Saturday, 11 August 2012

The problem with "drama" groups:

 Trigger warnings for discussion of harassment, mentions of suicide, and bullying.

There are a lot of "drama" groups online, the basic idea is to find funny, silly or otherwise embarassing behaviour and to have a good laugh. This can be fun, but they also have a dark underside; Today, I'm blogging about the problems I've seen both as a sometimes member and as a target of these groups.

1. Often as a drama group grows bigger, it becomes fertile ground for grudges and harassment by highly popular members. One of the reasons I'm wary around popular members of such groups is that I know they often receive positive feedback even if they are being harassive or outright bigoted.
The group essentially becomes a yes group for them, unscrupulous popular members take advantage of this, and others who are otherwise decent people often lose sight of appropriate behaviour because of it.

2. Such groups often degenerate into what is basically a mob, a mob is only as smart as the least intelligent member of it. The resulting mob behaviour can egg even ordinary members way past the boundaries of appropriate behaviour. Ordinary members might not be as bad as the popular members whose inappropriate behaviour gets heavily reinforced so much, but they can still be pretty bad at times.

3. Such groups will often never forget anything you did or that they think you did (though they'll frequently misremember it as ten times worse than it was), if you said something stupid or silly ten years ago? Everything you say will be viewed in the light of that one incident, even if it wasn't actually that stupid or silly, or worse was willfully misinterpreted by someone who had a grudge against you.

4. Such groups often attract outspoken people, this means that in some sections of the internet, the main leaders of social justice groups and similar supporters of human rights may also be members of this sort of group. Good luck getting support from them if you got posted once on a drama group as a "bad person" regardless of why or how long ago it was, your inclusion on there regardless of how ablist, sexist, victim blaming or otherwise horribly bigoted the group's members were at the time means you're still a horrid person even if the group is now made up of  people who pledge support against what was done to you. So they can effectively isolate marginalised people from the support groups they need online based on the bigotries of the group in the past.

5. Commonly held beliefs in the group attain the status of "truths" far too easily; because everyone agrees that X is horrible/a liar/a bad person, it becomes "true" even in the face of more than enough evidence to disprove it. Basically it's like the gossip mill, the more something is repeated, the more people believe it, the more it is repeated, to the point where members basically become highly biased against individuals.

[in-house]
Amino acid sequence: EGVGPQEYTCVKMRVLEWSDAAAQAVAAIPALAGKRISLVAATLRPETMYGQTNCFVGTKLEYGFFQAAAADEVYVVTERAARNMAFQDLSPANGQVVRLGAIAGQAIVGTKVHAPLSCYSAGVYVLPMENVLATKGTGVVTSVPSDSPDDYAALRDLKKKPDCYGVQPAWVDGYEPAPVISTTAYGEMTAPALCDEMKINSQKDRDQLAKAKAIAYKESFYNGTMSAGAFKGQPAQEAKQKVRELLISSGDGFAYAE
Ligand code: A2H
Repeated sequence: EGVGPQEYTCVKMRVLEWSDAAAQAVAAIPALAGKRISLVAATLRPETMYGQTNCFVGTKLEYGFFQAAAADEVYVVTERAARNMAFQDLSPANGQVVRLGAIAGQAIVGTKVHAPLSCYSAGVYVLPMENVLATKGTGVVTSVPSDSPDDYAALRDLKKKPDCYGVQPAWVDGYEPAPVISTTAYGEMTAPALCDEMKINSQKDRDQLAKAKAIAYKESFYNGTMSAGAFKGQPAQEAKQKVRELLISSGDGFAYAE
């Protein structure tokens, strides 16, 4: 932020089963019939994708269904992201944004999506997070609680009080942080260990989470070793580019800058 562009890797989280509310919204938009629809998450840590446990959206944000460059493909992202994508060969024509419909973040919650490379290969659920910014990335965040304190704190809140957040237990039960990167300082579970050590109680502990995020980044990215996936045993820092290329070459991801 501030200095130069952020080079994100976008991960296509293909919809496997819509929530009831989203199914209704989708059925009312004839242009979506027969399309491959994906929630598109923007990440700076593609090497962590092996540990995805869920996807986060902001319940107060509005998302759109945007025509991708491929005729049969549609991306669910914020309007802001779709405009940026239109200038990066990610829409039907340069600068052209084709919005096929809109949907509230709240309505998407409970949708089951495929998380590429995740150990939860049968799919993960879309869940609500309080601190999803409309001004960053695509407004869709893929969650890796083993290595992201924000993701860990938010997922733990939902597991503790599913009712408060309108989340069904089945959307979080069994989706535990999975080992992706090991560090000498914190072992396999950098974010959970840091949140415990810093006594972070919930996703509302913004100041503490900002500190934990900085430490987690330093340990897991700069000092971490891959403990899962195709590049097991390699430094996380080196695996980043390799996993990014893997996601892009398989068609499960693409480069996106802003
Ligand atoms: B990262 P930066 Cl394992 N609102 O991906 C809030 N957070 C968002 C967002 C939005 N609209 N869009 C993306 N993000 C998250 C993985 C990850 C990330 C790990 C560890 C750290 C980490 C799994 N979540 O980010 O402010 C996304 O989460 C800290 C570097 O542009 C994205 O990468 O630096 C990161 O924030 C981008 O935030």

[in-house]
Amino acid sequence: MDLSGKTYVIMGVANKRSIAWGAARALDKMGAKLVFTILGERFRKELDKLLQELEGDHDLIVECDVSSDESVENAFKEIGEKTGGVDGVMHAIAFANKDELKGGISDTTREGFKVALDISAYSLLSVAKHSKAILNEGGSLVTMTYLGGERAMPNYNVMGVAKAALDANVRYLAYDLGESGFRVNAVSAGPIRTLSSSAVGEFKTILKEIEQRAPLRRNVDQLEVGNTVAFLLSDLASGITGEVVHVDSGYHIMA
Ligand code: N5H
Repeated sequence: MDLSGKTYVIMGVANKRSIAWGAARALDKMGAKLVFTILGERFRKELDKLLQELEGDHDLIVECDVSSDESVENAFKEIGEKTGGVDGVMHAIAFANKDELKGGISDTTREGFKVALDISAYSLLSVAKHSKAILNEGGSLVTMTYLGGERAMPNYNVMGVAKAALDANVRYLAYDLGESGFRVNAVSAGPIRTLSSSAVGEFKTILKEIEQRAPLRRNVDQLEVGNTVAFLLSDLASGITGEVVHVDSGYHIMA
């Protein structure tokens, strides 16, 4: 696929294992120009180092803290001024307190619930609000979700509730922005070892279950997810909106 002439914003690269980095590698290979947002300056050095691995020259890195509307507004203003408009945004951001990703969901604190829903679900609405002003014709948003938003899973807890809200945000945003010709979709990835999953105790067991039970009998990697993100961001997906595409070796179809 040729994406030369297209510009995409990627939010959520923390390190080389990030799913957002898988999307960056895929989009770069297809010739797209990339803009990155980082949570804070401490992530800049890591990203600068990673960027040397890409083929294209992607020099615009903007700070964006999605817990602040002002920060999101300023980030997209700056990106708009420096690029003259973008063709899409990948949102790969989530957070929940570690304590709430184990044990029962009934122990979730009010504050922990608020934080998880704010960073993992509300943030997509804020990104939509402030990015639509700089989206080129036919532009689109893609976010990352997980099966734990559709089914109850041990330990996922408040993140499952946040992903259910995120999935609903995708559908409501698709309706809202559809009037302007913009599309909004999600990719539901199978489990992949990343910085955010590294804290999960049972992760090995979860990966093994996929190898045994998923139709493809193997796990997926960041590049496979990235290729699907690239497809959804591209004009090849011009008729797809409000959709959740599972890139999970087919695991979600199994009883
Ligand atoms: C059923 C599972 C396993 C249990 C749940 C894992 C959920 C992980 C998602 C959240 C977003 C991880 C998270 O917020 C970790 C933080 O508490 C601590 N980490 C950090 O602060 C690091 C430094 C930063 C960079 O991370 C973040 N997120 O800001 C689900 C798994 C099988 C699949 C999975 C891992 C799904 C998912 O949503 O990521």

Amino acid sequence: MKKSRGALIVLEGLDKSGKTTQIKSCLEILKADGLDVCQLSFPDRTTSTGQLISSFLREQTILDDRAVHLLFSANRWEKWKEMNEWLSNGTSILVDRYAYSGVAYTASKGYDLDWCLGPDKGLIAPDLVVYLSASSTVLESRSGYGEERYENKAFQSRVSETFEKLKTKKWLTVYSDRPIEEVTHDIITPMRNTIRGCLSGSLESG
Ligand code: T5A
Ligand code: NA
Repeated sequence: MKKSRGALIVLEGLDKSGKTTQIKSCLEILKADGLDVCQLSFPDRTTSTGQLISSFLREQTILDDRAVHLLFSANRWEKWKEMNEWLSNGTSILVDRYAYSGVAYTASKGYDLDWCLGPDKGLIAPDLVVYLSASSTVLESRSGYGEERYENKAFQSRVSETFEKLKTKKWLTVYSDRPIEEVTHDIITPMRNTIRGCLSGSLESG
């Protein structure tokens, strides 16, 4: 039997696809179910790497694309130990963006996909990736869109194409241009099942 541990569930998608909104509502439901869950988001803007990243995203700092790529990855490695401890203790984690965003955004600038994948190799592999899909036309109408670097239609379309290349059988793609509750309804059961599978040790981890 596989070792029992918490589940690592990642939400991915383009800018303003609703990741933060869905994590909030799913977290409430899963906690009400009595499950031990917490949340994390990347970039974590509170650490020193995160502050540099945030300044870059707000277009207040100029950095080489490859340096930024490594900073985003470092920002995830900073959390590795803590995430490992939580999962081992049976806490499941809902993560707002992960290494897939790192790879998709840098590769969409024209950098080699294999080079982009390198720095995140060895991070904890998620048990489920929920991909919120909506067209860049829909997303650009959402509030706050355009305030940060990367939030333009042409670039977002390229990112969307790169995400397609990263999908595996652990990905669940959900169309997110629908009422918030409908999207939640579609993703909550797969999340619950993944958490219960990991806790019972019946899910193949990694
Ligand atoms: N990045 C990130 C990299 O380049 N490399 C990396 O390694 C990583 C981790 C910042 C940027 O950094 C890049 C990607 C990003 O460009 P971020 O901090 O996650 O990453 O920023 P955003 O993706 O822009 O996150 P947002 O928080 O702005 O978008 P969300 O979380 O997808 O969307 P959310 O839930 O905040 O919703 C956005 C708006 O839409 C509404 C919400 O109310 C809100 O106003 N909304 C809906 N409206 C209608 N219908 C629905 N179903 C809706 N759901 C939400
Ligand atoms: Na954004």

6. A large chunk of posters are often only there because they're scared of being featured themselves so think that joining in will protect them from being singled out. To my shame, I have been one of these. Often if you are one of the fearful members, you will find yourself going along with things without thinking about what you're doing or if it's actually appropriate. It's normal to crave the approval and protection of your peers, but it can lead you to do things you wouldn't normally do and even things you will be ashamed of doing after you pull your head out of your ass and realise what you did.

7. Your average drama group member cannot tell the difference between someone who is being silly and someone who is impaired, suicidal or otherwise unstable; or if they can, will not acknowledge it solely because you did/said something stupid so anything is justified.This creates the chance of them harassing someone quite literally to death. I've seen these groups quite literally hound someone who was clearly and unambiguously suicidal.

The mob think also encourages them not to consider this as even being an issue. If you bring it up in the group, the response will likely to be "oh so and so is a liar", even if it's pretty damn obvious that so and so isn't lying.

Basically, these places often start out as a laugh, but then the darker parts of mob think, bad rationalisation and social hierarchy come into play, which basically ruins them and turns them into a vehicle for harassment.

There's a difference between light hearted teasing, laughing with someone and what these groups end up as which is a bullying mob at best. This is why I suggest people avoid such groups, and point out what a horrible idea they actually are.

Yes, people do say some funny and silly things online. We all have our internalised issues, or days when we just don't think, however that does not justify such groups or their behaviour. There's a difference between laughing at something silly someone said and either correcting or teasing them lightly over it and being a bully. Drama groups often claim to do the first and typically do the latter in reality.

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